How to Speak Up against Everyday Bias

a young woman giving the time-out signal
September 02, 2016

 

This story was originally published in the Summer 2016 issue of AAUW Outlook magazine. To read more stories like this one, subscribe.

We’ve all seen it, and most of us have experienced it. But what should we actually do when it occurs? I’m talking about gender bias — the everyday sexism that many women face. It’s so common that it’s simply part of our landscape, and that very ordinariness is what makes it so pernicious.

When we encounter bias, we often don’t know how to respond. Or worse, we worry about the possible consequences of calling it what it is: sexism, harassment, gender discrimination, rape culture. And let’s not forget that women of color, women with disabilities, LGBT women, and others struggle with an intersectionality that adds even more complexity.

As AAUW’s top lobbyist, I know a thing or two about changing minds. Ultimately, my job is to advocate for AAUW’s mission and persuade others to take action. Although sexism’s hold on our society can seem overwhelming, there are ways to challenge it — and we can use some basic lobbying tactics to respond to it. Wherever it’s safe and reasonable to do so, we can confront bias in self-affirming ways that make it clear that the status quo is no longer acceptable.

AAUW Outlook Spring 2016 Cover (250px)

Like what you’re reading?

This article originally appeared in the Summer 2016 of AAUW Outlook magazine.

When I’m lobbying for AAUW, I always consider the enlightened self-interest of the other person. In other words, what’s in it for them? Arguments that persuade me might not be effective in moving another person to action. Similarly, you can ask yourself these questions to size up your situation and develop a strategy for tackling everyday sexism.

  • How much am I invested in this issue, situation, or person?
  • How much influence do I have with this person?
  • Who else heard the person make their problematic comment?
  • What is the motivation of the person making the remark?
  • Am I in a safe place if I challenge the biased comment?

Since every situation is different, there is no perfect response. And only you can decide whether you want to confront it head-on. If you do, here are some suggestions for dealing with common occurrences.

Scenario 1: A Cocktail Party

When faced with a sexist joke or comment among friends and family, don’t laugh. One of the most effective approaches is to tell the messenger that you don’t understand and politely ask them to explain their remark. You’ll often find that once they’re forced to break it down, the comments don’t seem as funny, innocent, or helpful. Sometimes a gentle rebuttal about why the person’s statement isn’t factual can turn the tide of a conversation and encourage bystanders to speak up as well.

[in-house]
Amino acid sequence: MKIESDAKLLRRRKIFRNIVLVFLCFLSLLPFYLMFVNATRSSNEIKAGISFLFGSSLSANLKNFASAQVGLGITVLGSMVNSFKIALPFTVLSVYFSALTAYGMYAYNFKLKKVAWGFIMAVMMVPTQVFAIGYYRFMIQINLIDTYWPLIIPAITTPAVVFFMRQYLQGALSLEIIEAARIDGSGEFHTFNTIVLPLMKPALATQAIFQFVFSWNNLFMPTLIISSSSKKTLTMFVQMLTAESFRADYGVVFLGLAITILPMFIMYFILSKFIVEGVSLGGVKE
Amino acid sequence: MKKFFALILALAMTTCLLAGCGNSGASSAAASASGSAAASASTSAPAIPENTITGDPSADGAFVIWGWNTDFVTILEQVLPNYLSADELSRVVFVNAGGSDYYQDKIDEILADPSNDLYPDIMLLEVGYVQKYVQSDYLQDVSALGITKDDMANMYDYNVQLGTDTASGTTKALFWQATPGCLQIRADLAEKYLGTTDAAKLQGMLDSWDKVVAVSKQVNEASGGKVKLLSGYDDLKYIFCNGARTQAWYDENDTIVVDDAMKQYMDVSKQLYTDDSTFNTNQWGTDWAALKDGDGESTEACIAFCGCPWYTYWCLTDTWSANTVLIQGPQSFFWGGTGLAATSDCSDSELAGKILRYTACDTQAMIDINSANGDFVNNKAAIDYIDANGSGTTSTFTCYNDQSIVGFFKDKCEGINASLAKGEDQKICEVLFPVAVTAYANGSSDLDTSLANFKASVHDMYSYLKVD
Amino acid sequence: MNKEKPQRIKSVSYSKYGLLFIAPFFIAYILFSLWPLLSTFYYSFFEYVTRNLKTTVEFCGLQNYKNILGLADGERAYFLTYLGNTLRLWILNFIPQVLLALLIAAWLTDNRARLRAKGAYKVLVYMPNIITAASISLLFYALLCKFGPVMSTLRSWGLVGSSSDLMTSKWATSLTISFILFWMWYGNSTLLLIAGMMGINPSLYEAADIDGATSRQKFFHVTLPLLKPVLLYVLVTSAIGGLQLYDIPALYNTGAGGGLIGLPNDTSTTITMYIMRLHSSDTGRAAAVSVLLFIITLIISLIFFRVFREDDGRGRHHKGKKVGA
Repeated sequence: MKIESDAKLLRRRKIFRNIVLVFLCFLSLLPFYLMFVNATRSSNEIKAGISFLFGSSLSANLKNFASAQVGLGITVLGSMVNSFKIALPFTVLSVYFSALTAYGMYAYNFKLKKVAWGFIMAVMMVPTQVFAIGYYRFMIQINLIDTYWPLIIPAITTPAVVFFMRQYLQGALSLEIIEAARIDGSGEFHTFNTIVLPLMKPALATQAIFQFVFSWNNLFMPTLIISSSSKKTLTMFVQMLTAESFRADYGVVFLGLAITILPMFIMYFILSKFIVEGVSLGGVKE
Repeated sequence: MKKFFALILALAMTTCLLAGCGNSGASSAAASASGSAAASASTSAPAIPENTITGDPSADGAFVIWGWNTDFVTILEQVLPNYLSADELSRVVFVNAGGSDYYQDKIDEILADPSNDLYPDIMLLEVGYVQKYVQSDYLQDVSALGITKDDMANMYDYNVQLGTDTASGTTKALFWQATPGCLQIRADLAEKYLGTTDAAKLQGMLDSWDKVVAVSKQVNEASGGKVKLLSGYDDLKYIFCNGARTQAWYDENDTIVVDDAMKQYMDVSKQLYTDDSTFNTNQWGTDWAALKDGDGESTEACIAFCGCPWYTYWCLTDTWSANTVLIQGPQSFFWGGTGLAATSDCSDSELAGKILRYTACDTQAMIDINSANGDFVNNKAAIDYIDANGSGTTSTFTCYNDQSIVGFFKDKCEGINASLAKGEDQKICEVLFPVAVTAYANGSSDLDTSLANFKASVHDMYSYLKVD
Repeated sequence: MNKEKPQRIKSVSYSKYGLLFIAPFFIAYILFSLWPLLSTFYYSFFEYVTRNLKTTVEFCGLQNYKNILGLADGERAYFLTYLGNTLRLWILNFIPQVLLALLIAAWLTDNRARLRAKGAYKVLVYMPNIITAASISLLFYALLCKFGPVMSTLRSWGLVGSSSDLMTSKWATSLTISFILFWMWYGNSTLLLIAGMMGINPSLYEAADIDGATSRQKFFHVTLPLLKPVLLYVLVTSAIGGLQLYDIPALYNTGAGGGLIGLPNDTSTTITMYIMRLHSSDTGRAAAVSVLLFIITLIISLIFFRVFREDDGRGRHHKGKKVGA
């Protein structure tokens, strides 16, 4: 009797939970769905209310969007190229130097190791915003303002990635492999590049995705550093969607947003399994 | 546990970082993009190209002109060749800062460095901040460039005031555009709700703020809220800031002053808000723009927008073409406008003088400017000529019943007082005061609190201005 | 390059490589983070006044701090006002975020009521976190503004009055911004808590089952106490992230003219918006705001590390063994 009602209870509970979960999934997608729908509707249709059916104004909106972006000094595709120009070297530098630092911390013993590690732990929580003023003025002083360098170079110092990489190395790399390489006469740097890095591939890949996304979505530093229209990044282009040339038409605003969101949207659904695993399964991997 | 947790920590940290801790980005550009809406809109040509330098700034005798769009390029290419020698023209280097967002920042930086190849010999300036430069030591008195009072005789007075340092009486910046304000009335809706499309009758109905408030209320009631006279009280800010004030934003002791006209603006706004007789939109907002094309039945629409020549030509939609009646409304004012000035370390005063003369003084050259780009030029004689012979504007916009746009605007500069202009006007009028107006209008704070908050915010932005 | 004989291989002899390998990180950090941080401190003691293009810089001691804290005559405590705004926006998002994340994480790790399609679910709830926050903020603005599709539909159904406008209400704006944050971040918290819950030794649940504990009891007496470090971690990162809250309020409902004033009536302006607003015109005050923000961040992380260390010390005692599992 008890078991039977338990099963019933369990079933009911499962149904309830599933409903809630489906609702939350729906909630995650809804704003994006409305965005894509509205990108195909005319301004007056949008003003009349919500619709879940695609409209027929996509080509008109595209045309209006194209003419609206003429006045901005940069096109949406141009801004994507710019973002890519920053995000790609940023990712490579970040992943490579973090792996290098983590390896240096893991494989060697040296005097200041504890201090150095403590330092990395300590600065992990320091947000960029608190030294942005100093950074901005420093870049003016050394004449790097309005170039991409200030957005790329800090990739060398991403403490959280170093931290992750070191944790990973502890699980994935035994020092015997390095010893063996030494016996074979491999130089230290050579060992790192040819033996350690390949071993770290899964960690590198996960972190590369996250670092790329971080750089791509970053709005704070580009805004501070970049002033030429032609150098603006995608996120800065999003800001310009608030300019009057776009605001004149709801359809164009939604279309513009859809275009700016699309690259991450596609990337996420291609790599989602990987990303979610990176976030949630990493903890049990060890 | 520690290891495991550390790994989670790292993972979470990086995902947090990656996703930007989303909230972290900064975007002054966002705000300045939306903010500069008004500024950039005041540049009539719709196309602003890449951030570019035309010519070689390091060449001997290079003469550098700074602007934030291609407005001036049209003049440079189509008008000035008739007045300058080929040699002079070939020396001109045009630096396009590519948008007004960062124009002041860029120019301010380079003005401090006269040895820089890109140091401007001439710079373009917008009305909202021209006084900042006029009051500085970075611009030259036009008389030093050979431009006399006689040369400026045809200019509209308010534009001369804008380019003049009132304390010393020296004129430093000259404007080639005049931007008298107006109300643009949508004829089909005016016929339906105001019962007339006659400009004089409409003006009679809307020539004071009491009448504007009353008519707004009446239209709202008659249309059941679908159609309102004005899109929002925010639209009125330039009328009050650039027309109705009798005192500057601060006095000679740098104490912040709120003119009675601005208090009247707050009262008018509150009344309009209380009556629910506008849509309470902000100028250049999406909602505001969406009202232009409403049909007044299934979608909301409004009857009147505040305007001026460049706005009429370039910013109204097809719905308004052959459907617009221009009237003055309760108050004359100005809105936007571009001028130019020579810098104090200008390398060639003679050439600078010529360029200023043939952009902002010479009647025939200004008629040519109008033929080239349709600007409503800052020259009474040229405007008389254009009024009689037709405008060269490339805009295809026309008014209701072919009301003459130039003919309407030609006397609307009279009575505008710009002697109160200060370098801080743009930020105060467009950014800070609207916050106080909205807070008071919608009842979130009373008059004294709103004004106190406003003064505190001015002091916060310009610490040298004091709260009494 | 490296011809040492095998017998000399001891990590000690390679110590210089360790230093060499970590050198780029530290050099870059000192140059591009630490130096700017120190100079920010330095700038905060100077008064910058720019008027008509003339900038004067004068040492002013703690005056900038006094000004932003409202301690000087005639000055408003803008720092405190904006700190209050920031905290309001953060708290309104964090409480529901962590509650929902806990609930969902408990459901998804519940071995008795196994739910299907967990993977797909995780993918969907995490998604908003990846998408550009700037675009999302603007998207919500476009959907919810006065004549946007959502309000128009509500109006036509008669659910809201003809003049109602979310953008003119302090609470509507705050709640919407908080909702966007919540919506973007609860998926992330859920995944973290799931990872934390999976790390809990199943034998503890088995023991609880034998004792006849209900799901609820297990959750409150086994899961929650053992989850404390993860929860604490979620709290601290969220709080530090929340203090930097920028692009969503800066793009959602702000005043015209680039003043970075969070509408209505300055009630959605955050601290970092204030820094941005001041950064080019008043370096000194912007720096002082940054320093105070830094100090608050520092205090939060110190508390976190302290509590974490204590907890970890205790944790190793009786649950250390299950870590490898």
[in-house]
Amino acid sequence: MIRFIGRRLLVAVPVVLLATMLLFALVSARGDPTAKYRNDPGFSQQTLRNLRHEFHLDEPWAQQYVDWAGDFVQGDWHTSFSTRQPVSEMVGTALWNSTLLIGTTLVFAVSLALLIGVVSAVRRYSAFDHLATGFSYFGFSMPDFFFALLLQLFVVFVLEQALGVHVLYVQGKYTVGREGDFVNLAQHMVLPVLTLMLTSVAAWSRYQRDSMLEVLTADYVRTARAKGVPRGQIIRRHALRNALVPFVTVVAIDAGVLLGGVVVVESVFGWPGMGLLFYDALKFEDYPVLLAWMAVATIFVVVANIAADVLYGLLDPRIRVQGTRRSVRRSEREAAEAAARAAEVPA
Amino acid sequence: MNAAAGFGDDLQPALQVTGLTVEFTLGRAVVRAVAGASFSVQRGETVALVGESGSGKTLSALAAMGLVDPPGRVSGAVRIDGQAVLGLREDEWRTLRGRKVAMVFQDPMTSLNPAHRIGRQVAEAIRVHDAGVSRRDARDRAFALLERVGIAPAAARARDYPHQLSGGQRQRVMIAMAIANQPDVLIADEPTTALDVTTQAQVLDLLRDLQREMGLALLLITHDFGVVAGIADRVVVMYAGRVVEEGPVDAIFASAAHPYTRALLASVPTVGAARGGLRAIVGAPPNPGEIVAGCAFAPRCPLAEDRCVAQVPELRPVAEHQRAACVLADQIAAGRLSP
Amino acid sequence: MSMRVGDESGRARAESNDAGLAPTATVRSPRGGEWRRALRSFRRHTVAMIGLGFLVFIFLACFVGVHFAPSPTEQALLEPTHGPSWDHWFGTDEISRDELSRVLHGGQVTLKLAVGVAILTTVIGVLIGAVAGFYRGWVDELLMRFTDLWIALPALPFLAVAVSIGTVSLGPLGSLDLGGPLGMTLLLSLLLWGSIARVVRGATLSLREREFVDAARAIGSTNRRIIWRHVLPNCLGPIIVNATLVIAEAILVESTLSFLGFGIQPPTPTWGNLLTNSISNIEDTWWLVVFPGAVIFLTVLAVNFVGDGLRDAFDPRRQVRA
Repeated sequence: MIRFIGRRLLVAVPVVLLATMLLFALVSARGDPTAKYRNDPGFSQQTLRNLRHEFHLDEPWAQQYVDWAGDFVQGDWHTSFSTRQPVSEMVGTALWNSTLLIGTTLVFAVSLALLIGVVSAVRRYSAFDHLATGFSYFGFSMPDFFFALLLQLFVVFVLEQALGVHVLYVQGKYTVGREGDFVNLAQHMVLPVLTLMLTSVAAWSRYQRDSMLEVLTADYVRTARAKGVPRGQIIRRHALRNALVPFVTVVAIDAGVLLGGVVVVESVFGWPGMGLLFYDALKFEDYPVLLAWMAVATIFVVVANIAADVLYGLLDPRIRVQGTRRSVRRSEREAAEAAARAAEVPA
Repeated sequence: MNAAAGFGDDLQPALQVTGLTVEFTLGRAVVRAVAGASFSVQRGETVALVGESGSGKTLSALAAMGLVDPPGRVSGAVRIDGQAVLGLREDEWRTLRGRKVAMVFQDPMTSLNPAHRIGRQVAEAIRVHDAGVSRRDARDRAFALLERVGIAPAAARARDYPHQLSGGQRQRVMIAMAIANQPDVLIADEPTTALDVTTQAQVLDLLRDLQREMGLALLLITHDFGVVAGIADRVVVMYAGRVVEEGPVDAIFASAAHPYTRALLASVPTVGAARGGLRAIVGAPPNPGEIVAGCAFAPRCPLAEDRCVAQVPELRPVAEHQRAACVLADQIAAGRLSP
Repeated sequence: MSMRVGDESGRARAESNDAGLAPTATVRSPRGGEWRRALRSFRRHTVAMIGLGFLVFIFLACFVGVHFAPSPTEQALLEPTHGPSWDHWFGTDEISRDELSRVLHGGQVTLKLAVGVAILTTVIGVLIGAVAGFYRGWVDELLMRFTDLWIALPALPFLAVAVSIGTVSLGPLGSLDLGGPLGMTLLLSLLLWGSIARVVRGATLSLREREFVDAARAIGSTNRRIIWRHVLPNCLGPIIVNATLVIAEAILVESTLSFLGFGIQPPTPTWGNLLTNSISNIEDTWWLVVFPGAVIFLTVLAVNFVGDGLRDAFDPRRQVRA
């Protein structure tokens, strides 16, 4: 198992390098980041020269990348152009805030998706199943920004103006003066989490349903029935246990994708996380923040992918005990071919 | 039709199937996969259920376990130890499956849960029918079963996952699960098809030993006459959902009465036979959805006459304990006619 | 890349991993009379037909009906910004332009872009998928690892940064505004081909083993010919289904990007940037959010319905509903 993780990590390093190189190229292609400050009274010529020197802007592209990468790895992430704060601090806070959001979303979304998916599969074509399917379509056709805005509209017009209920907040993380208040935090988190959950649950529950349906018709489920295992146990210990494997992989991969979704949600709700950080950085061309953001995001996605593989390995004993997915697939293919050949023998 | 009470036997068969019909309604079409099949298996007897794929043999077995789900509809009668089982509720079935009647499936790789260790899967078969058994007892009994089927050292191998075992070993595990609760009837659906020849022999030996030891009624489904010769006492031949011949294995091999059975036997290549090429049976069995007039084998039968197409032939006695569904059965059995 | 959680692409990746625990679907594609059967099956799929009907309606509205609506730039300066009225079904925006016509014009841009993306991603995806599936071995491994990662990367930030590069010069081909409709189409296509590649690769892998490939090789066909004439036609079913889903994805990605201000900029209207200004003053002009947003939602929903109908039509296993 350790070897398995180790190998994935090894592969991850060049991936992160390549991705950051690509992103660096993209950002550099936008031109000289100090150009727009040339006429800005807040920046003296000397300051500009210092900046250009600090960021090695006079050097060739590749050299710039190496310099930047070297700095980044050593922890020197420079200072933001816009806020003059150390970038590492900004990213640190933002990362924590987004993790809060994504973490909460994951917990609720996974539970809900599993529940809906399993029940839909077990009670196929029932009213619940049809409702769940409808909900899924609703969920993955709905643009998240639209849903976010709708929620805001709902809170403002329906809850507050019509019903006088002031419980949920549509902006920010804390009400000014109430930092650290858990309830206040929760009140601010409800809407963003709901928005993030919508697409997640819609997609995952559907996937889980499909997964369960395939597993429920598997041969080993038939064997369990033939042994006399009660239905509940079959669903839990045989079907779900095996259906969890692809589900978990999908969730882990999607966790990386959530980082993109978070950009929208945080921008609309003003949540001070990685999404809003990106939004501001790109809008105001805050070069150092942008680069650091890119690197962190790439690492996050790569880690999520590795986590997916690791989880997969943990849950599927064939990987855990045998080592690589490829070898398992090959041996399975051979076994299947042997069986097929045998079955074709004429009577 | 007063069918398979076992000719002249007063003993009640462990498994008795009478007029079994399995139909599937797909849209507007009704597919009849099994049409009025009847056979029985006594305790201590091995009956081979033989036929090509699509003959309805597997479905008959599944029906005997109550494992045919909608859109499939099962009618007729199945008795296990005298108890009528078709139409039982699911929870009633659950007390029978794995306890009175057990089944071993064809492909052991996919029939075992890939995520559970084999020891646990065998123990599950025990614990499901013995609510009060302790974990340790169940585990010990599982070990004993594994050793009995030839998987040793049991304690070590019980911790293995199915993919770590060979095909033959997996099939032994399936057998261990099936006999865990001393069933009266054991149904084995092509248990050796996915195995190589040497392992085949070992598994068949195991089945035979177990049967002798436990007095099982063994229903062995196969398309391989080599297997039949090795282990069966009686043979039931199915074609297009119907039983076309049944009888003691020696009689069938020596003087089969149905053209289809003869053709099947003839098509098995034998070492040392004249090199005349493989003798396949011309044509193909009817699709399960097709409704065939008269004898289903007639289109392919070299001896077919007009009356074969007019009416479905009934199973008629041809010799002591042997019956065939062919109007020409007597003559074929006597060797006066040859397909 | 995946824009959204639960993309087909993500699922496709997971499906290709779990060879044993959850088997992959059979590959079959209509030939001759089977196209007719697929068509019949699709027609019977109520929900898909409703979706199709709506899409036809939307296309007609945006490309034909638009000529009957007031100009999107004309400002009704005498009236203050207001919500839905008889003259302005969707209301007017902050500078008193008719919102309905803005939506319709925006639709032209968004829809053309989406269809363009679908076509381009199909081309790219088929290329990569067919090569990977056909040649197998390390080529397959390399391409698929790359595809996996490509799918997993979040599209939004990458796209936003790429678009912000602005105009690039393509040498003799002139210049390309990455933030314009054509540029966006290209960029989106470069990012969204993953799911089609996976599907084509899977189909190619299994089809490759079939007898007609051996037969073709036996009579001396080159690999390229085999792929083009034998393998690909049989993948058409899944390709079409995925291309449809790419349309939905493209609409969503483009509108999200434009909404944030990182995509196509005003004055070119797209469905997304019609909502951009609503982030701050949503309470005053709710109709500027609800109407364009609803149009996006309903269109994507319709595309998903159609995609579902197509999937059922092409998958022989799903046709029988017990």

Scenario 2: The Family Gathering

Addressing sexism and bias within your family can yield big results. Some tactics from the previous scenario apply here as well. Sincerely asking the messenger to explain their remarks can effectively unmask bias and teach valuable lessons — but when it’s family there are additional concerns. There are relationships to maintain, and no one wants the dinner table to feel like a shark tank.

One method you can use is to redirect the problematic comment. If your mother-in-law suggests that your daughter should be a nurse but your son should be a doctor, you can say that both those fields would be great for either child and then proceed to highlight other careers they could pursue. (The world is in desperate need of women in computer science, for example, and men are especially needed to teach in elementary schools.) You are planting a seed of new thinking, which over the years can grow to counteract the sexist messages we receive daily.

Most important, if kids are involved, parents should discuss ahead of time how they plan to address gender bias—in work or in deed—on the part of relatives. In these situations, presenting a united front based on a prearranged game plan can diffuse frustration and tension.

Scenario 3: Street Harassment

a young woman holding a hand up to resist a harasser on a street

Street harassment is a common problem for women whenever they leave home. It’s male privilege in action, and it attempts to remind us who’s in charge of public spaces: men. This harassment can take the form of catcalling, stalking, leering, telling women to smile, and many other scary behaviors.